our qualitative preference statements. Our work is similar to
r∈C∗
?
Si:s(r)∩Si?=∅
2|Si\s(r)|
i=12log Nlin-
ear inequalities, so construction of u takes polynomial time.
the work of Boutilier, Bacchus, Brafman (2001), who com-
pute an additive decomposition utility function from quanti-
fied preferences. Their method uses subutility functions that
are exponential-size lookup tables, which is similar to our
exponential-size graph theoretic subutility functions. Ear-
lier work by (Boutilier et al. 1999) uses qualitative condi-
tional ceteris paribus preferences, and presents some strong
heuristics for computing dominance queries, but uses a very
different representation for ceteris paribus preferences.
Acknowledgements
This work was supported in part by DARPA under contract
F30602-99-1-0509. Michael McGeachie is supported in part
by a training grant from the National Library of Medicine,
and a grant from the Pfizer corporation.
References
Bacchus, F., and Grove, A. 1995. Graphical models for prefer-
ence and utility. In Proceedings of the Eleventh Conference on
Uncertainty in Artificial Intelligence, 3–19. Morgan Kaufmann.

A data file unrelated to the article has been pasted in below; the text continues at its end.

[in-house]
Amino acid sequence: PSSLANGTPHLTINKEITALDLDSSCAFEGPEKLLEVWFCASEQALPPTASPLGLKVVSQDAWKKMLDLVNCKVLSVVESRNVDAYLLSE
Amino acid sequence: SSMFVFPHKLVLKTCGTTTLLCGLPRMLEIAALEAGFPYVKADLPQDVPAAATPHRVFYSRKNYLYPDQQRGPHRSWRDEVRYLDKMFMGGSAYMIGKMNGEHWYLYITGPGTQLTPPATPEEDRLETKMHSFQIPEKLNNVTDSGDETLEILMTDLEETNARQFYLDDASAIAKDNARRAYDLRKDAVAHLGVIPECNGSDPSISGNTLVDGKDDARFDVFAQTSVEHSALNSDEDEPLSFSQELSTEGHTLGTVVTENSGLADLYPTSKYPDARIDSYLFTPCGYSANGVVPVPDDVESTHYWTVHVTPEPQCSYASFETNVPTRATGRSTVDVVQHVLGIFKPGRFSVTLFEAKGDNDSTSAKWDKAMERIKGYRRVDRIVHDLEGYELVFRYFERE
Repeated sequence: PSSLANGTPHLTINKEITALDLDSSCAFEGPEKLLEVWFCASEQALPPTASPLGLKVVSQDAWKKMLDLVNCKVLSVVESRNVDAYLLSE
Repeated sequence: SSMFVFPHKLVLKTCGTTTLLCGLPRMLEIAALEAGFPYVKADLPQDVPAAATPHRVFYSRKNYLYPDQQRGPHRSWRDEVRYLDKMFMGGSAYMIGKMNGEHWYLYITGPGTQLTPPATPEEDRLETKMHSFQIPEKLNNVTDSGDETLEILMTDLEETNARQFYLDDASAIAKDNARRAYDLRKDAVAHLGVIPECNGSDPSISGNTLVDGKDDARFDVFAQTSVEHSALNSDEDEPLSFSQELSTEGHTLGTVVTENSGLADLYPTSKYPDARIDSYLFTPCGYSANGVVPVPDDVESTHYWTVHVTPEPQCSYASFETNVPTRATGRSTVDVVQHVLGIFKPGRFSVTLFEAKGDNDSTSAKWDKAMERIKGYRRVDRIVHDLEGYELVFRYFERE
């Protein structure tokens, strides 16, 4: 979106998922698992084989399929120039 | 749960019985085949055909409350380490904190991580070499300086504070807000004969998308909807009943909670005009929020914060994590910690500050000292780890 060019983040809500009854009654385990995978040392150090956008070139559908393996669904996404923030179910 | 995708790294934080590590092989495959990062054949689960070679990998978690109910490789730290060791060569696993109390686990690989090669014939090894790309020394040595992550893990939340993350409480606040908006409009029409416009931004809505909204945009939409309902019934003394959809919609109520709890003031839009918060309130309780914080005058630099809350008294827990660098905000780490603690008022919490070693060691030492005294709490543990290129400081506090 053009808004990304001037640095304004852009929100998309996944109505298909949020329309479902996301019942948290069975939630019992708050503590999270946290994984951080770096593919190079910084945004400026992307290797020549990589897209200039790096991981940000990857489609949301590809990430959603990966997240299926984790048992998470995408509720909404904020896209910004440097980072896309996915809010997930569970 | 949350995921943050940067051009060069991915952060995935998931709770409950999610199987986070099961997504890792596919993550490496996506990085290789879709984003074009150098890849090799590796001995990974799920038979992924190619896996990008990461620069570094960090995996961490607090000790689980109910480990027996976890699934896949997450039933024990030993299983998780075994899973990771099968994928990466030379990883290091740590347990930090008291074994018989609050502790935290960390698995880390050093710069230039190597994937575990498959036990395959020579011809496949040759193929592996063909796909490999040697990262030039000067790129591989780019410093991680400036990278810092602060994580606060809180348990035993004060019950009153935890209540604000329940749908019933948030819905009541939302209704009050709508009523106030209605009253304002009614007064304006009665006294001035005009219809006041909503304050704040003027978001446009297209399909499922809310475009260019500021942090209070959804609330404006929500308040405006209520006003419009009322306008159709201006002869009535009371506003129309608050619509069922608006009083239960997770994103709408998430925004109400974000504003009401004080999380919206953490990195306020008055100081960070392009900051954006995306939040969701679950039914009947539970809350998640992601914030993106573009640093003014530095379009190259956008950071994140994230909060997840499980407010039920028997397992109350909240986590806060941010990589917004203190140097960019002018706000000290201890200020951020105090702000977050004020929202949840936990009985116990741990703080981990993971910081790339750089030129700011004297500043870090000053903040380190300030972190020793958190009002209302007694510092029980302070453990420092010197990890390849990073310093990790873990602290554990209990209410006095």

Bacchus, F., and Grove, A. 1996. Utility independence in a qual-
itative decision theory. In Proceedings of the Fifth International
Conference on Knowledge Representation and Reasoning, 542–
552. Morgan Kaufmann.
Boutilier, C.; Bacchus, F.; and Brafman, R. L.
networks: A directed graphical representation of conditional util-
ities. In Proceedings of Seventeenth Conference on Uncertainty
in Artificial Intelligence. To Appear.
Boutilier, C.; Brafman, R. I.; Hoos, H. H.; and Poole, D. 1999.
Reasoning with conditional ceteris paribus preference statements.
In Proceedings of Uncertainty in Artificial Intelligence 1999
(UAI-99).
Chv´ atal, V. 1983. Linear Programming. New York: W.H. Free-
man and Company.
Doyle, J., and Thomason, R. H. 1999. Background to qualitative
decision theory. AI Magazine 20(2):55–68.
Doyle, J.; Shoham, Y.; and Wellman, M. P. 1991. A logic of
relative desire (preliminary report). In Ras, Z., ed., Proceedings
of the Sixth International Symposium on Methodologies for In-
telligent Systems, Lecture Notes in Computer Science. Berlin:
Springer-Verlag.
Keeney, R., and Raiffa, H. 1976. Decisions with Multiple Ob-
jectives: Preferences and Value Tradeoffs. New York: Wiley and
Sons.
McGeachie, M., and Doyle, J. 2002. Utility functions for ceteris
paribus preferences. Submitted for publication.
McGeachie, M. 2002. Utility functions for ceteris paribus pref-
erences. Master’s thesis, Massachusetts Institute of Technology,
Cambridge, Massachusetts. In preparation.
Mura, P. L., and Shoham, Y. 1999. Expected utility networks. In
Proc. of 15th conference on Uncertainty in Artificial Intelligence,
366–373.
Selman, B.; Levesque, H. J.; and Mitchell, D. 1992. A new
method for solving hard satisfiability problems. In Rosenbloom,
P., and Szolovits, P., eds., Proceedings of the Tenth National Con-
ference on Artificial Intelligence, 440–446. Menlo Park, Califor-
nia: AAAI Press.
2001. Ucp-
284 AAAI-02
Download full-text